Published July 18, 2012 | Hannity | Sean Hannity
Special Guests: George Zimmerman, Mark O’Mara
This is a rush transcript from “Hannity,” July 18, 2012. This copy may not be in its final form and may be updated.
SEAN HANNITY, HOST: And tonight in an interview that you will only see right here on “Hannity,” George Zimmerman, the man charged with second degree murder of Trayvon Martin, breaks his silence.
Now, earlier today I traveled to Seminole County, Florida, where Zimmerman is currently free on bail and awaiting trial. And for the first time, both he and his attorney Mark O’Mara, they discuss what happened the night of that tragic shooting, the aftermath, and what lies ahead for them. In this exclusive interview, they go through the events of that night, and they straighten out the record about Internet rumors involving me, and George delivers a message to the Martin family and to you, the American people.
HANNITY: A lot of time has passed since this incident with Trayvon. How do you feel about it now that you have had some time to reflect on what has happened?
GEORGE ZIMMERMAN: I haven’t really had the time to reflect on it. When I was in jail, obviously I was in solitary confinement and I had a lot of time to think and reflect. I just think it’s a tragic situation, and I hope it’s the most difficult thing I’ll ever go through in my life. But —
• Video Part 1: George Zimmerman breaks his silence on ‘Hannity’
• Video Part 2: Zimmerman: ‘He punched me and broke my nose’
• Video Part 3: Zimmerman does not regret carrying gun: ‘all God’s plan’
• Video Part 4: Zimmerman on Black Panther bounty, rush to judgment
• Video Part 5: Zimmerman addresses allegations made by ‘Witness No. 9’
• Video Part 6: George Zimmerman’s message to Trayvon’s parents, America
HANNITY: Let’s go back to the night of the shooting. Take us back to that night. You were going to the store.
HANNITY: Let’s start at the beginning.
ZIMMERMAN: I was going to Target to do my weekly grocery shopping. Sunday nights was the only nights — well, Sunday after we mentored the kids, we would always go grocery shopping and do our cooking for the week. So I wanted to go to Target and I headed out. And that’s the last time I’ve been home.
HANNITY: Since then. You never went back since that day.
HANNITY: We all have heard the 911 call. On that 911 call, you had mentioned that there had been a number of break-ins in the neighborhood.
ZIMMERMAN: Yes, sir.
HANNITY: Why were you a community watch person? How long were you involved in that and why did you become a community watch person?
ZIMMERMAN: In August of 2011, there was a home invasion. A young lady was home with her nine-month-old baby, and they broke into her sliding glass door. She barricaded herself in the upstairs bedroom. And my wife was home by herself, and she saw the people that burglarized her run through our backyard with their belongings. And even though my wife wasn’t certain what happened, that was enough to scare her and shake her up. And I promised her I would do what I could to keep her safe.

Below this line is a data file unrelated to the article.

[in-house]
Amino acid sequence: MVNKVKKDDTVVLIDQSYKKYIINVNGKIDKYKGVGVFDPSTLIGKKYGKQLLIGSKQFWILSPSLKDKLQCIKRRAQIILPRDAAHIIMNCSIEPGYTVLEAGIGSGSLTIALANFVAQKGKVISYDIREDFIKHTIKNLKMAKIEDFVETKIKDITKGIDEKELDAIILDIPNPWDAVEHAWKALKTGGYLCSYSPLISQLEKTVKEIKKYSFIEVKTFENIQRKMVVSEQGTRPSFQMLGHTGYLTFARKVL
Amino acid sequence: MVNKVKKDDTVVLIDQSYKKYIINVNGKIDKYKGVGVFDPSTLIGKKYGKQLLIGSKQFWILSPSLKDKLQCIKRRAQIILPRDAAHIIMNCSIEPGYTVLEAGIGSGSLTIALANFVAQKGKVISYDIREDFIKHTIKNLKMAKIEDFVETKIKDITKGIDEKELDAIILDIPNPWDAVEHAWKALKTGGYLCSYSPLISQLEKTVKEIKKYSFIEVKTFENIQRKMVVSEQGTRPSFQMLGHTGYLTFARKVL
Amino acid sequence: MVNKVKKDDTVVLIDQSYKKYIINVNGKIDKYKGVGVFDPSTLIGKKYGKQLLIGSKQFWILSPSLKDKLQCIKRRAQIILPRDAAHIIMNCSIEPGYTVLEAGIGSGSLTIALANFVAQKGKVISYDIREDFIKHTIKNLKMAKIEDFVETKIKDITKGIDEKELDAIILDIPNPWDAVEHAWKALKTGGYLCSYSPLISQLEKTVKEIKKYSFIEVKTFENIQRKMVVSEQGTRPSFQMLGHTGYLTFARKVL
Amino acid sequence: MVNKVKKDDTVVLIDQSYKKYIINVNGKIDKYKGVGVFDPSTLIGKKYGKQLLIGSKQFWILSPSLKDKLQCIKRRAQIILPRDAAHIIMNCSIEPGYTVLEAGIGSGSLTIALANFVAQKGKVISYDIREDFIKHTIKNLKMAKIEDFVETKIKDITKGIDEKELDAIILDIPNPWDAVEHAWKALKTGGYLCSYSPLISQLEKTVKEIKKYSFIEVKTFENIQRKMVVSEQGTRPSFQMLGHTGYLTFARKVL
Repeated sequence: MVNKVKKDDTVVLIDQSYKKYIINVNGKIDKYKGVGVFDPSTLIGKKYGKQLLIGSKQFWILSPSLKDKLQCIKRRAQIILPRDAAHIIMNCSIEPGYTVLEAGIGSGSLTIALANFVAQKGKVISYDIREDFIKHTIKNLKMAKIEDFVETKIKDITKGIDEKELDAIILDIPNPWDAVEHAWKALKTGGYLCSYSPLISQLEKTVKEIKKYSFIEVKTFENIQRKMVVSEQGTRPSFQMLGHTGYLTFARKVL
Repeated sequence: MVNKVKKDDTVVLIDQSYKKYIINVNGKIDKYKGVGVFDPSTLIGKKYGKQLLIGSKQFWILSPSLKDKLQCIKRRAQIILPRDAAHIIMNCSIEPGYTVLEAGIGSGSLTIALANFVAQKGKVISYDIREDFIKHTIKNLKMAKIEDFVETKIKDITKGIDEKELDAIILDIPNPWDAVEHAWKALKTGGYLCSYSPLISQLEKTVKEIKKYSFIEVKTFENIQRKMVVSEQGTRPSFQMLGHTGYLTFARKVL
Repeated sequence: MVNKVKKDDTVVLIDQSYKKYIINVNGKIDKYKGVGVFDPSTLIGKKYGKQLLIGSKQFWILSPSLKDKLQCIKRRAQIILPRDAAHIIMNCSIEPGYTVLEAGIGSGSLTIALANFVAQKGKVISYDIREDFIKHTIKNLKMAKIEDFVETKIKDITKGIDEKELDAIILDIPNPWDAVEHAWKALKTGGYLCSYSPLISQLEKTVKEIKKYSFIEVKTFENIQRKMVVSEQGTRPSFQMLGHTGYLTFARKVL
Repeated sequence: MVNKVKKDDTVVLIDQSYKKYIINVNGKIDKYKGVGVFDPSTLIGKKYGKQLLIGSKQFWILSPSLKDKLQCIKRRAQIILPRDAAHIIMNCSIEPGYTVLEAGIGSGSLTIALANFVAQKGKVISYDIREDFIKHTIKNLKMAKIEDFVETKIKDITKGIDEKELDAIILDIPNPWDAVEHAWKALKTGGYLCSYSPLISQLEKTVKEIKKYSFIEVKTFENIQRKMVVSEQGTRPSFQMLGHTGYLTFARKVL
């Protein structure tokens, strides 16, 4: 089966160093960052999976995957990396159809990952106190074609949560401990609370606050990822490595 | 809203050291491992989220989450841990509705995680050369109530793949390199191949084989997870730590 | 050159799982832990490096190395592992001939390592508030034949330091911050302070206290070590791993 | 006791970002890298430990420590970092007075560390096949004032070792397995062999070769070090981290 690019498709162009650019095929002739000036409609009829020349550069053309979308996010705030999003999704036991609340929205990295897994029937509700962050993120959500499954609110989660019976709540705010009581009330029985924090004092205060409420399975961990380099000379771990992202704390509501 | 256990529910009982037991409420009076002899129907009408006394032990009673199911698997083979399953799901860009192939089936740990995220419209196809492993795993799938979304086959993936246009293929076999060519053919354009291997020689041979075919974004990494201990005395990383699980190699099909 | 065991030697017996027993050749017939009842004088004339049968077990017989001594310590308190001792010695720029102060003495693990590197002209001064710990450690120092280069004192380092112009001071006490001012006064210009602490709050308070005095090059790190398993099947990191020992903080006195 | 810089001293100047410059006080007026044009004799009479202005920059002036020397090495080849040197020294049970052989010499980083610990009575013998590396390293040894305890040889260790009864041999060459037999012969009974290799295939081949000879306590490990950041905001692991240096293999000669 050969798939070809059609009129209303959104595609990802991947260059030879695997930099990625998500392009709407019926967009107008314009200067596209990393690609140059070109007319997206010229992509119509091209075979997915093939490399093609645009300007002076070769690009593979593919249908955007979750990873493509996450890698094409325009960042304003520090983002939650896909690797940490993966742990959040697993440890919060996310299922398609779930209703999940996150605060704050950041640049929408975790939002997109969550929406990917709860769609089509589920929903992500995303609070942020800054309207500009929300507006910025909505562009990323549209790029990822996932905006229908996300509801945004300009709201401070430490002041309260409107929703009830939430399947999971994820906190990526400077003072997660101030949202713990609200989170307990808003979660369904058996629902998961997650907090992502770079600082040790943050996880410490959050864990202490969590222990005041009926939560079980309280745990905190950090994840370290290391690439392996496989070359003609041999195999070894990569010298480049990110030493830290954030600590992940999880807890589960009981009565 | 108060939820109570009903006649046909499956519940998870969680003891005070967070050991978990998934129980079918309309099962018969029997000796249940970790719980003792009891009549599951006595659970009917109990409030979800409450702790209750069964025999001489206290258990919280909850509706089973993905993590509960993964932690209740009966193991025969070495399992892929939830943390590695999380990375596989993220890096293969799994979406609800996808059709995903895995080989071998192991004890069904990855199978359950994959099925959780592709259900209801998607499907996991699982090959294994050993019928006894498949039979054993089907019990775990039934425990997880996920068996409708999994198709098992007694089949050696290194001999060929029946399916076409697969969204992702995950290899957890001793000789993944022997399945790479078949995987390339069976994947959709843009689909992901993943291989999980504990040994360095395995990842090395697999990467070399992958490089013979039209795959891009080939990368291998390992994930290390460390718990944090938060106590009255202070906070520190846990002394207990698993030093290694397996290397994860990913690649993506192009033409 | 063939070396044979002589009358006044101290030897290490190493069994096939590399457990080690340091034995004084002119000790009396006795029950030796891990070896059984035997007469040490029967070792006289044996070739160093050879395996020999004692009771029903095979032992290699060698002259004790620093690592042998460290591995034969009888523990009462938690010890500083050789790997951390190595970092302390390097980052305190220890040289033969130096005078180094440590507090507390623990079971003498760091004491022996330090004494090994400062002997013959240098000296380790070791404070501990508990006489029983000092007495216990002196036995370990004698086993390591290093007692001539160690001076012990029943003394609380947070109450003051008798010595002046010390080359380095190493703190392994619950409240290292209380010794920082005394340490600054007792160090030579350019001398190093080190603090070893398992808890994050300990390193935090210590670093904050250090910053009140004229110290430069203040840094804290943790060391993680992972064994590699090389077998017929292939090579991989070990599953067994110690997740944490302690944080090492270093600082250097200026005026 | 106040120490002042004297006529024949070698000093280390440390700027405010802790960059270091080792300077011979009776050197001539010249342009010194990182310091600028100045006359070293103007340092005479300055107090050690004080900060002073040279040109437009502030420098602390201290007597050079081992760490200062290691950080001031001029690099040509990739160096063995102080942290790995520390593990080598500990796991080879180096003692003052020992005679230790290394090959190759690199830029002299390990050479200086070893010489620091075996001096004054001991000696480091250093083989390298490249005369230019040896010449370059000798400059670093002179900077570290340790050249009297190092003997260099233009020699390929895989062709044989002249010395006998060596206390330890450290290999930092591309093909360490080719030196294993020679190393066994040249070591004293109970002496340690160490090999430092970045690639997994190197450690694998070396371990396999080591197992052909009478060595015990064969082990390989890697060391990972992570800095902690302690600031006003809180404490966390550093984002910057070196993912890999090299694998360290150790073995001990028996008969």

HANNITY: Now, your gun was legal. You had a legal weapon in the state of Florida.
ZIMMERMAN: Yes, sir.
HANNITY: Why did you feel the need to carry a gun? A lot of people maybe have a weapon inside their home, but you decided to carry yours. Why did you think it was necessary to have a weapon with you? And did you carry it at all times?
ZIMMERMAN: I carried it at all times except for when I went to work.
HANNITY: A lot of this case legally — and we are going to get to Mark in a few minutes here and ask him about a lot of legal aspects, because there are so many of them in this case — has to do with stand your ground. You have heard a lot about it. And I was just curious, prior to this night, this incident, had you even heard stand your ground?
ZIMMERMAN: No, sir.
HANNITY: You have never heard about it before?
HANNITY: Well. Now, on — it was very interesting, in the 911 call that everybody has heard, you said that all of a sudden you found somebody who looked suspicious, he may be on drugs. That was one of the earlier comments that you made in that 911 call. What made you think he was suspicious, and what made you think that he might be on drugs?
ZIMMERMAN: I felt he was suspicious because it was raining. He was in-between houses, cutting in-between houses, and he was walking very leisurely for the weather. I — it didn’t look like he was a resident that went to check their mail and got caught in the rain and was hurrying back home. He didn’t look like a fitness fanatic that would train in the rain. He just seemed like —
HANNITY: Weren’t there overhangs, though? Was he — he was walking, he wasn’t standing still? And he was walking closer to the house, which is back from the sidewalk?
ZIMMERMAN: Yes, sir.
HANNITY: Am I understanding that right?
ZIMMERMAN: The overhangs are just in front of the front doors.
HANNITY: Yes. You said he started from almost the beginning in that 911 call, you said he came towards you, and he seemed to reach for something in his waistband. Did you think that was a gun?
ZIMMERMAN: I thought he was just trying to intimidate me.
HANNITY: To make you think that there is a gun?